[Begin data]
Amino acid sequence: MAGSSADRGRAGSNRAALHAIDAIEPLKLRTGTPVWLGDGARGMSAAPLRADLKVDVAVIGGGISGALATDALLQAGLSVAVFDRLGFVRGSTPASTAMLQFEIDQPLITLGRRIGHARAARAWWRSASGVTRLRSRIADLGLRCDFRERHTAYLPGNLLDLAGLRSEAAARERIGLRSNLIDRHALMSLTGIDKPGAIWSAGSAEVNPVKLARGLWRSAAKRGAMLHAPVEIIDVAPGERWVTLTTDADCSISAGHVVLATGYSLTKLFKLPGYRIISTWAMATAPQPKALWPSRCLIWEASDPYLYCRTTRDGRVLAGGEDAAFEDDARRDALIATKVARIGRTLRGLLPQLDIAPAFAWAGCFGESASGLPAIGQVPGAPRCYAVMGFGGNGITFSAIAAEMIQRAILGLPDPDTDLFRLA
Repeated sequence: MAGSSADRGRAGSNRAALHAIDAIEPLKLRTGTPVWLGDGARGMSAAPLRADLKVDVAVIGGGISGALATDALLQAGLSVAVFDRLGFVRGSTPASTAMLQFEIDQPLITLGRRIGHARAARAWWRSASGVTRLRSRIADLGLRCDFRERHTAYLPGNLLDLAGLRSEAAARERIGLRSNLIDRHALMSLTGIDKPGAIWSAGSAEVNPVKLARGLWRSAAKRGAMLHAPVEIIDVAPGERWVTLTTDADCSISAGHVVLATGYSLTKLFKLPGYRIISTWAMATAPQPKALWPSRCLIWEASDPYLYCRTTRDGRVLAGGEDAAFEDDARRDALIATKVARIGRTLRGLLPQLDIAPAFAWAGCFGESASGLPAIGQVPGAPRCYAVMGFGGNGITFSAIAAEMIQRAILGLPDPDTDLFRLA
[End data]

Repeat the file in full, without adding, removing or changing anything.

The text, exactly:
Amino acid sequence: MAGSSADRGRAGSNRAALHAIDAIEPLKLRTGTPVWLGDGARGMSAAPLRADLKVDVAVIGGGISGALATDALLQAGLSVAVFDRLGFVRGSTPASTAMLQFEIDQPLITLGRRIGHARAARAWWRSASGVTRLRSRIADLGLRCDFRERHTAYLPGNLLDLAGLRSEAAARERIGLRSNLIDRHALMSLTGIDKPGAIWSAGSAEVNPVKLARGLWRSAAKRGAMLHAPVEIIDVAPGERWVTLTTDADCSISAGHVVLATGYSLTKLFKLPGYRIISTWAMATAPQPKALWPSRCLIWEASDPYLYCRTTRDGRVLAGGEDAAFEDDARRDALIATKVARIGRTLRGLLPQLDIAPAFAWAGCFGESASGLPAIGQVPGAPRCYAVMGFGGNGITFSAIAAEMIQRAILGLPDPDTDLFRLA
Repeated sequence: MAGSSADRGRAGSNRAALHAIDAIEPLKLRTGTPVWLGDGARGMSAAPLRADLKVDVAVIGGGISGALATDALLQAGLSVAVFDRLGFVRGSTPASTAMLQFEIDQPLITLGRRIGHARAARAWWRSASGVTRLRSRIADLGLRCDFRERHTAYLPGNLLDLAGLRSEAAARERIGLRSNLIDRHALMSLTGIDKPGAIWSAGSAEVNPVKLARGLWRSAAKRGAMLHAPVEIIDVAPGERWVTLTTDADCSISAGHVVLATGYSLTKLFKLPGYRIISTWAMATAPQPKALWPSRCLIWEASDPYLYCRTTRDGRVLAGGEDAAFEDDARRDALIATKVARIGRTLRGLLPQLDIAPAFAWAGCFGESASGLPAIGQVPGAPRCYAVMGFGGNGITFSAIAAEMIQRAILGLPDPDTDLFRLA